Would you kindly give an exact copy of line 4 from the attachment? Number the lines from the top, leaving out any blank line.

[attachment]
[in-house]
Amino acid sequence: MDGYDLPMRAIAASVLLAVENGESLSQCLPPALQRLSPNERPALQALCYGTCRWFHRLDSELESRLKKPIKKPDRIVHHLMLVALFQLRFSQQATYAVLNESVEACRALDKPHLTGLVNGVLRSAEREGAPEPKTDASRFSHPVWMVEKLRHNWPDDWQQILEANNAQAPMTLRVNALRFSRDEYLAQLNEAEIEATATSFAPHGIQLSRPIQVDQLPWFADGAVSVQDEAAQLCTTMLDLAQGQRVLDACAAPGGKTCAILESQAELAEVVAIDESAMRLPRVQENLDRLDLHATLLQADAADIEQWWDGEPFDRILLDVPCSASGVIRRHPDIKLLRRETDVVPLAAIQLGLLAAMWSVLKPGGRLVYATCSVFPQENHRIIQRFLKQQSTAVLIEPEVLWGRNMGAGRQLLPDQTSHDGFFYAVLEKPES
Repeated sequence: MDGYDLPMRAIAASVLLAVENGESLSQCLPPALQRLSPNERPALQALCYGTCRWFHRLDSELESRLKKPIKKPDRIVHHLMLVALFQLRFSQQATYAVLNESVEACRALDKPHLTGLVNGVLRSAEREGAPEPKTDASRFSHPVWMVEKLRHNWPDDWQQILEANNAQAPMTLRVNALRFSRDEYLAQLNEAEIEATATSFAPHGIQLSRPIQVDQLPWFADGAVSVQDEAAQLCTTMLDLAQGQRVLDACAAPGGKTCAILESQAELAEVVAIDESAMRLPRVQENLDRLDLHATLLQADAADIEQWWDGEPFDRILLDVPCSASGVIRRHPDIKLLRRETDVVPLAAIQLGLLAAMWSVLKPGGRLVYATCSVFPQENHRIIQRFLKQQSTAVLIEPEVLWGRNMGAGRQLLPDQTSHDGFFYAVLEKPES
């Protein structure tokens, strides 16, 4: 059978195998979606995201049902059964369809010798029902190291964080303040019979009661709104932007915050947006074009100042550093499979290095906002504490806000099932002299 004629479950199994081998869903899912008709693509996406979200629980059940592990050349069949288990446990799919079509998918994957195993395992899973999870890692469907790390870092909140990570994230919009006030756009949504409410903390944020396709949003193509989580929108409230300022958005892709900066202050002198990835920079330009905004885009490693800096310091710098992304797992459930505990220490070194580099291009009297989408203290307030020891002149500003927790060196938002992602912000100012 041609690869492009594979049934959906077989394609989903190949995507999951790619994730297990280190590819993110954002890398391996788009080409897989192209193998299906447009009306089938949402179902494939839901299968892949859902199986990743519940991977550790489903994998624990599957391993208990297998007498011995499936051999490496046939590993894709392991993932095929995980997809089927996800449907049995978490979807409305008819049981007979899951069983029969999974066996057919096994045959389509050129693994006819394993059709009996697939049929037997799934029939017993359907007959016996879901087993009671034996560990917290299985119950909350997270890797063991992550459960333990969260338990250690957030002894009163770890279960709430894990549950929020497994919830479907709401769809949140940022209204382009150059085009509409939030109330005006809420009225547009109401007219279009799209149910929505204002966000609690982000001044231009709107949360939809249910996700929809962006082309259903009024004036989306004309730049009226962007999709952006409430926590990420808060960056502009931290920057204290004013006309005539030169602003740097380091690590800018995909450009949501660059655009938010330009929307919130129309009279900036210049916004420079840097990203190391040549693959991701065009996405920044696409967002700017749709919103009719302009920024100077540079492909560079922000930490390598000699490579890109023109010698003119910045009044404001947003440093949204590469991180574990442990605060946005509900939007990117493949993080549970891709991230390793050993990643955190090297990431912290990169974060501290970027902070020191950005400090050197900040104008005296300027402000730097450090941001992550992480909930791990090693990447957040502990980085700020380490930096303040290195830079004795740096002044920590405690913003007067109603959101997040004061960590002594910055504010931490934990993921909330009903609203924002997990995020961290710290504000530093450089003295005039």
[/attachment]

């Protein structure tokens, strides 16, 4: 059978195998979606995201049902059964369809010798029902190291964080303040019979009661709104932007915050947006074009100042550093499979290095906002504490806000099932002299 004629479950199994081998869903899912008709693509996406979200629980059940592990050349069949288990446990799919079509998918994957195993395992899973999870890692469907790390870092909140990570994230919009006030756009949504409410903390944020396709949003193509989580929108409230300022958005892709900066202050002198990835920079330009905004885009490693800096310091710098992304797992459930505990220490070194580099291009009297989408203290307030020891002149500003927790060196938002992602912000100012 041609690869492009594979049934959906077989394609989903190949995507999951790619994730297990280190590819993110954002890398391996788009080409897989192209193998299906447009009306089938949402179902494939839901299968892949859902199986990743519940991977550790489903994998624990599957391993208990297998007498011995499936051999490496046939590993894709392991993932095929995980997809089927996800449907049995978490979807409305008819049981007979899951069983029969999974066996057919096994045959389509050129693994006819394993059709009996697939049929037997799934029939017993359907007959016996879901087993009671034996560990917290299985119950909350997270890797063991992550459960333990969260338990250690957030002894009163770890279960709430894990549950929020497994919830479907709401769809949140940022209204382009150059085009509409939030109330005006809420009225547009109401007219279009799209149910929505204002966000609690982000001044231009709107949360939809249910996700929809962006082309259903009024004036989306004309730049009226962007999709952006409430926590990420808060960056502009931290920057204290004013006309005539030169602003740097380091690590800018995909450009949501660059655009938010330009929307919130129309009279900036210049916004420079840097990203190391040549693959991701065009996405920044696409967002700017749709919103009719302009920024100077540079492909560079922000930490390598000699490579890109023109010698003119910045009044404001947003440093949204590469991180574990442990605060946005509900939007990117493949993080549970891709991230390793050993990643955190090297990431912290990169974060501290970027902070020191950005400090050197900040104008005296300027402000730097450090941001992550992480909930791990090693990447957040502990980085700020380490930096303040290195830079004795740096002044920590405690913003007067109603959101997040004061960590002594910055504010931490934990993921909330009903609203924002997990995020961290710290504000530093450089003295005039």